independent films like 'The Station Agent,' starring Peter
Dinklage, Michelle Williams has proven herself to be more
than a WB Network clone.
Williams does not want to act in mainstream film.
working on six seasons of the WB Network’s prime-time teen
soap “Dawson’s Creek,” Williams is working on
the smaller, independent films like the ones she did on the side
during the last four years of the show, and doesn’t plan on
doing anything similar to “Dawson” for a while. Her
lack of glamour comes to the surface when she says that her favorite
work is her theater work because she hasn’t had to watch it.
can’t imagine, can’t imagine, imagine, imagine, ever
doing it again,” she said of her chances for working on another
don’t mean to be snobby about my choices,” she said,
“but I just like the scripts better, and I like the people
that are involved better. Being on ‘Dawson’s Creek’
for seven years was like doing a giant blockbuster. I really have
that totally out of my system. I’ve done my big movie for
the rest of my life.”
recent roles include a supporting part as a shy librarian who befriends
Peter Dinklage’s train-enthusiast, shut-out dwarf in “The
Station Agent,” written and directed by Thomas McCarthy. While
it’s a small part, Williams performs a heartfelt bar scene
with Dinklage that has much more substance than an actor often finds
in an entire film.
said that she doesn’t take a lot of credit for the film’s
critical success, but is proud of McCarthy and the film’s
became interested in Williams through some of the side work she
did while on “Dawson’s Creek.”
think that Tom McCarthy…saw the play that I was in and sent
me the script and it took me a little while to read it. But then
I got a phone call from Mary Beth Peil, who played Grams on ‘Dawson’s
Creek,’ and she’s a really good friend of mine. And
she said that I ‘must must must’ read it at my earliest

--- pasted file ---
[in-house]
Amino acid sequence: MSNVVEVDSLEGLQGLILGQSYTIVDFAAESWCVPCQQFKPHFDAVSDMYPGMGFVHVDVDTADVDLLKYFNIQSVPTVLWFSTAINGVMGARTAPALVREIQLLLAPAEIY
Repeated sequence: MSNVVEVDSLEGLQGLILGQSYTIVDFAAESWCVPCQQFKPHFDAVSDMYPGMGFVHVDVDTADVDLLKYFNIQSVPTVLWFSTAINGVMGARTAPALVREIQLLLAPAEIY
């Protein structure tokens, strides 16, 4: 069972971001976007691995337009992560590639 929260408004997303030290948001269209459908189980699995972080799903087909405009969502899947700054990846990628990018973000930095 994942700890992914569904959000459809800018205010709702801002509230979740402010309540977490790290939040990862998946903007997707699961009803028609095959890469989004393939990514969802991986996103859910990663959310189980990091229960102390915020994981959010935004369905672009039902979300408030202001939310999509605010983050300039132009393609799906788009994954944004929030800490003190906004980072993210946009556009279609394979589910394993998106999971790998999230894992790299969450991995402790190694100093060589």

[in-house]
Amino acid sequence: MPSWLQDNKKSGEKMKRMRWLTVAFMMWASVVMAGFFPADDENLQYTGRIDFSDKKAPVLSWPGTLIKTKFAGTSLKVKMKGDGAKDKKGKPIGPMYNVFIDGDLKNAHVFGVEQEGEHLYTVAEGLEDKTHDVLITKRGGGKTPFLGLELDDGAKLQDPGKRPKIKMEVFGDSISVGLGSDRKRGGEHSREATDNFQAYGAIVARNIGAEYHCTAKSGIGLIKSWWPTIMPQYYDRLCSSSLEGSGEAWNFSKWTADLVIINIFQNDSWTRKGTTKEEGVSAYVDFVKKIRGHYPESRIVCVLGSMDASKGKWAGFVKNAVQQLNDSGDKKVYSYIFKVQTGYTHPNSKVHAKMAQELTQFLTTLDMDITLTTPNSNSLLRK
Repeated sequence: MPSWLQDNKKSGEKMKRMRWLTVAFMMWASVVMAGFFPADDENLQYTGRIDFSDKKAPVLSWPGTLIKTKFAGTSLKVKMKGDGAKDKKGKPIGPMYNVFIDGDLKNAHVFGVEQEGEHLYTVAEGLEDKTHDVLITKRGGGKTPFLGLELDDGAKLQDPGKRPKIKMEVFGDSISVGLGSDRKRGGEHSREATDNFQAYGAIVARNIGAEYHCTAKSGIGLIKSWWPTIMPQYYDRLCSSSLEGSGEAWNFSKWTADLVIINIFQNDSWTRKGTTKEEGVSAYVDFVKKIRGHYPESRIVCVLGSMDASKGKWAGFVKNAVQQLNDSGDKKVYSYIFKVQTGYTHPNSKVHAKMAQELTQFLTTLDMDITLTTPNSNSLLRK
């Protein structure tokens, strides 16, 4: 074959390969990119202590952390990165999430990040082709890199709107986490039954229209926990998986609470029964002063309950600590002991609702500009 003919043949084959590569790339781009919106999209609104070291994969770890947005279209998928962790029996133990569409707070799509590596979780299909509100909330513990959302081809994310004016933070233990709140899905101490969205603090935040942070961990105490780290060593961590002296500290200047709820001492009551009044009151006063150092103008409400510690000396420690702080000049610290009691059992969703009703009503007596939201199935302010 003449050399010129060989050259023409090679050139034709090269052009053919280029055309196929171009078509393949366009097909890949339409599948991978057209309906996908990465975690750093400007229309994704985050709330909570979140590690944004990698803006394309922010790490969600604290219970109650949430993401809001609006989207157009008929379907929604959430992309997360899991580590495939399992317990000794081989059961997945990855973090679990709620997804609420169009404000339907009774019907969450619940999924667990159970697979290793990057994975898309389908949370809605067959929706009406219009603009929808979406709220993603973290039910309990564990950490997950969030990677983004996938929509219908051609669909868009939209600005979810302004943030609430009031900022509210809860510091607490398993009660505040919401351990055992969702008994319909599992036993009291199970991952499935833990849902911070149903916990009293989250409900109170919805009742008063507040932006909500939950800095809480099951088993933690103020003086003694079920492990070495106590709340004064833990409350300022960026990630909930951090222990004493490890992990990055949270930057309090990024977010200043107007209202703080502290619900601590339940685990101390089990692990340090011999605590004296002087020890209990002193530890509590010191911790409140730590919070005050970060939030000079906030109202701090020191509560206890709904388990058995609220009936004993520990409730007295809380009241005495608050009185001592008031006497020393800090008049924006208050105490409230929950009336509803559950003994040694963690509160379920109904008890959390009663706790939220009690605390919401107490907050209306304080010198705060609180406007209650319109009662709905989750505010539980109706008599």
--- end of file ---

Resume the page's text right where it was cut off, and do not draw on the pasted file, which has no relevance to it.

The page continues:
possible chance because…I think she said that he was a genius.”
up after reading the script, Williams found herself on set after
much of the film had already been shot with the three leads, Dinklage,
Patricia Clarkson (who won a special award at Sundance for this
and two other films) and Bobby Cannavale.
said that she relied heavily on these actors’ talent and insights
because she was on a tight schedule. “It all happened quite
quickly because I had just finished a play and I was doing ‘Dawson’s
Creek’ and going out to New Jersey to do the film.”
never thought or dealt about dwarfism prior to the film, Williams
found that Dinklage’s confidence and personality helped him
with some of the alienation from society that the film portrays.
“He handles it beautifully. He’s comfortable and he
adjusts and he knows how to take steps to make himself comfortable
and safe,” she said.
I’m chicken to take the lead role because I…sort of
like working in miniature, in a small, intertwined way with other
characters. I sort of want to do something different now.”
Williams says that the two films that she just finished shooting,
due out next year, feature one small, supporting role and one large
the standard slasher film “Halloween H20” (which didn’t
take place under water) and the underrated Nixon/Watergate-era satire
“Dick” with Kirsten Dunst, both of which Williams said
she appeared in to help build her career, Williams has been doing
smaller, more independent-minded films.
include the intriguing and moving British film “Me Without
You,” about intensely connected teenage adolescent girls,
and the campy satire “But I’m a Cheerleader,”
which sends up the “homosexual-reformation” organizations.
projects that Williams have appeared in have just as interesting
and/or ambitious as “The Station Agent.” “The
United States of Leiland,” which premiered with “The
Station Agent” at this year’s Sundance Film Festival,
was a heartfelt ensemble about a pointless murder.
finds that skepticism from critics and filmmakers toward her acting
has decreased over the years: “I used to come up against that
more than I have now. I also never really thought too much about
it because [I don’t want to give the opinions] too much credence…but
it’s changed a lot over the years. People aren’t as
judgmental as maybe they once were.”
upcoming films include “Imaginary Heroes,” in which
she plays a daughter in a family coping with the suicide of its
favorite son, and German director Wim Wenders’ (“Wings
of Desire”) “Angst and Alienation in America.”
her plans for the future are unclear (she failed to name any directors
she would like to work, but cited Philip Seymour Hoffman as a favorite
actor), Williams looks to stay away from her TV roots and continue
to work in smaller, personal films.
just trying to be honest with myself about picking things for the
right reasons and getting things for the right reasons.” Williams
said that the filming she just finished is the sort of role she’s
been working toward. “Now I’m sort of at this place
where I don’t really know what I want past that…Now
I don’t know what’s going to happen.”